How much of a problem does the CIA have handling claims of sex crimes within the agency? Enough of one to warrant attention from Congress. Since January, the House Intelligence Committee has interviewed several dozen women who’ve made allegations as part of an oversight investigation, and the Senate Intelligence Committee has demanded a parallel investigation by the CIA’s inspector general. And last month, the committees’ bipartisan leaders sent an urgent letter to CIA Director William Burns expressing concern about the agency’s mishandling of such claims.
The agency’s initial response, in bureaucrat-speak, that “there is no tolerance for sexual assault or harassment at CIA,” belies that the CIA had indeed tolerated its officers’ sex crimes. To his credit, Burns immediately pledged full cooperation with these probes, and as a career diplomat and outsider to the CIA, he’s well-suited to implement change. Last Thursday, CIA announced it would overhaul its processes for handling sexual assault, hire an expert from the Navy’s sexual assault prevention program, create an internal task force, and issue guidance on reporting sex assaults.
My law firm represents, pro bono, the first whistleblower to speak to Congress, a married female trainee with a graduate degree and long family tradition of distinguished military and agency service. She reported that a male colleague, who had repeatedly asked her out and sent her lewd messages, snuck up behind her in a stairwell and strangled her with a scarf while making sexual remarks and trying to kiss her.
The trainee immediately reported this assault to her supervisors, security, and eventually 13 other offices within the CIA. She states that in return she received conflicting, often unethical, and even illegal advice, which left her feeling more like a perpetrator than a victim: She shouldn’t tell her family. She couldn’t try to get her assailant to admit his actions. She shouldn’t speak to law enforcement, or the agency would no longer protect her. If she did speak to police, she must lie to protect her assailant’s cover, as his privacy interests are paramount. She’d permanently damage her career if she sought mental health assistance. Her assailant might sue her for defamation. “Equal employment opportunity” officials discouraged her from complaining for the same reasons, and asked why she thought she’d been sexually assaulted if she hadn’t been raped.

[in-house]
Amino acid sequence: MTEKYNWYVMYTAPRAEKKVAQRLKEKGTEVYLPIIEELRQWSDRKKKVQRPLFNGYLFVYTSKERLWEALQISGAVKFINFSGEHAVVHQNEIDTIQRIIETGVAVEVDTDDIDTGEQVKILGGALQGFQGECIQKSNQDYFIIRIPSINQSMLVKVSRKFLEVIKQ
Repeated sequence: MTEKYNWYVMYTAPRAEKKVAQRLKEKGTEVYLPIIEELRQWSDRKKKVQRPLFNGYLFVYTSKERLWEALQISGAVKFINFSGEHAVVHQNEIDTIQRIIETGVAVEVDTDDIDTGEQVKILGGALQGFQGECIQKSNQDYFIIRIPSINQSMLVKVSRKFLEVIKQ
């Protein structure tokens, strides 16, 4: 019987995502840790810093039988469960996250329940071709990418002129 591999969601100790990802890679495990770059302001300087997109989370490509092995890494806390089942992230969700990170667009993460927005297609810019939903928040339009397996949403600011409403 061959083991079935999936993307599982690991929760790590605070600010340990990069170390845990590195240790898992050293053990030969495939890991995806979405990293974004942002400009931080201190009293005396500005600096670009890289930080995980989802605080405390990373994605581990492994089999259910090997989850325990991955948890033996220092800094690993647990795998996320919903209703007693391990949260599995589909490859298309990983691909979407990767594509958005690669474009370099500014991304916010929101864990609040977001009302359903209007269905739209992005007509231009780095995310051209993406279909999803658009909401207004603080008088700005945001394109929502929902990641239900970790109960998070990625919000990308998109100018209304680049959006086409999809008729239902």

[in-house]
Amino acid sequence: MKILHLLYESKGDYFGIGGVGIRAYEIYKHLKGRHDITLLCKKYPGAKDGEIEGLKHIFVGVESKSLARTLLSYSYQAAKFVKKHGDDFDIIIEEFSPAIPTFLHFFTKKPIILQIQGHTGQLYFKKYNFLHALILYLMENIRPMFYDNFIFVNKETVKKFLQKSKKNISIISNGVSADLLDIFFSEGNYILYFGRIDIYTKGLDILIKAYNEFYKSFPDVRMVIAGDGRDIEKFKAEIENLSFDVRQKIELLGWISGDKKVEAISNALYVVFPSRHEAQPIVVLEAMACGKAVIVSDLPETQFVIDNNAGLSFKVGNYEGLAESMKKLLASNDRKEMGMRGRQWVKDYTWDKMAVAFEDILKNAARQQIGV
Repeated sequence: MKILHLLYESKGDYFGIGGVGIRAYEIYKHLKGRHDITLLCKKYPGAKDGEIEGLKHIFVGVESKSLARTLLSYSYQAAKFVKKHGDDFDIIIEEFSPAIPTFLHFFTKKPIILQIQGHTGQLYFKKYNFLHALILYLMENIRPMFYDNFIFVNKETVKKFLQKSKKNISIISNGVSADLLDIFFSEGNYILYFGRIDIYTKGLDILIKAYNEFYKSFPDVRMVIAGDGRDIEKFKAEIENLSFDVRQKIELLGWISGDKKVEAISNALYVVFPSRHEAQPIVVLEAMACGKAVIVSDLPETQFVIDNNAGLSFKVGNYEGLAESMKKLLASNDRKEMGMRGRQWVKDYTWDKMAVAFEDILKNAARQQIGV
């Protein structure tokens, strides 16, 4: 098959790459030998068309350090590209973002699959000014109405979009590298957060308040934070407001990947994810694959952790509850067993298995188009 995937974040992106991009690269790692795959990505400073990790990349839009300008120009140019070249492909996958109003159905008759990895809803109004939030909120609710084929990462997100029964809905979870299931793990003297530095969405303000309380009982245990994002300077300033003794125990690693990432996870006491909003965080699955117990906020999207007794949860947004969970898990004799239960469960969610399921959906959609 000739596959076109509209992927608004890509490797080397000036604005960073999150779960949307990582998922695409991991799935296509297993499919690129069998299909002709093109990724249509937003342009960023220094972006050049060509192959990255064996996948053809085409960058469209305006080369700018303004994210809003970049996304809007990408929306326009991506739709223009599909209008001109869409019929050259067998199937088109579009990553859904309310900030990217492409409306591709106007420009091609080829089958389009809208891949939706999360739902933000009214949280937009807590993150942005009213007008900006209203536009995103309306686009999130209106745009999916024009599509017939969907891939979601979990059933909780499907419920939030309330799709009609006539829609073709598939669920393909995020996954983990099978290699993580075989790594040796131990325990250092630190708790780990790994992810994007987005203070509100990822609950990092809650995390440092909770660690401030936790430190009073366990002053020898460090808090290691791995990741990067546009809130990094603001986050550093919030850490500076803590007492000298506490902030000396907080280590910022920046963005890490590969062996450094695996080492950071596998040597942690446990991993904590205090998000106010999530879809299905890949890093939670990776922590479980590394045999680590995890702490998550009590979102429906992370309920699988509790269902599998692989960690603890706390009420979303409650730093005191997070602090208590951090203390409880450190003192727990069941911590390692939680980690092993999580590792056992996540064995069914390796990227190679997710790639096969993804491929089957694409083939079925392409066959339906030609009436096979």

CIA security officials stated they would not cooperate with state or local law enforcement. The agency’s legal guidance to officers about speaking to law enforcement flatly violated federal statutes regarding false statements and witness tampering; victims who follow this bad advice may find their good faith complaints un-prosecutable. The U.S. Attorney’s Office for the Eastern District of Virginia also seems to have failed in their obligation to fully investigate a felony assault by one federal employee upon another on federal property.
When the trainee finally complained to local law enforcement, the agency refused to grant police access to CIA headquarters to serve the suspect with legal process, and at first even to confidentially confirm that he worked for the agency. It is as if the CIA considers itself somehow exempt from criminal provisions of the U.S. Code and its domestic facilities to be no-go zones for police.
When I served as a junior case officer in the CIA, I noticed the droit du seigneur attitude of some senior men toward my female colleagues, which is bad enough, but I didn’t think this went beyond harassment. Since last month, counsel have been deluged with messages from dozens more CIA officers with similar stories of alleged crimes, including rape, by agency personnel on agency properties.
A dark thread runs through these accounts. Women are dissuaded from filing EEO complaints by that very office at CIA, which cites spurious claims of “national security” and false assurances that assailants will cease misbehaving. They receive no assistance (or worse) from the CIA in speaking with law enforcement. Senior women often encourage alleged victims to keep stiff upper lips, while usually nothing happens to the men accused.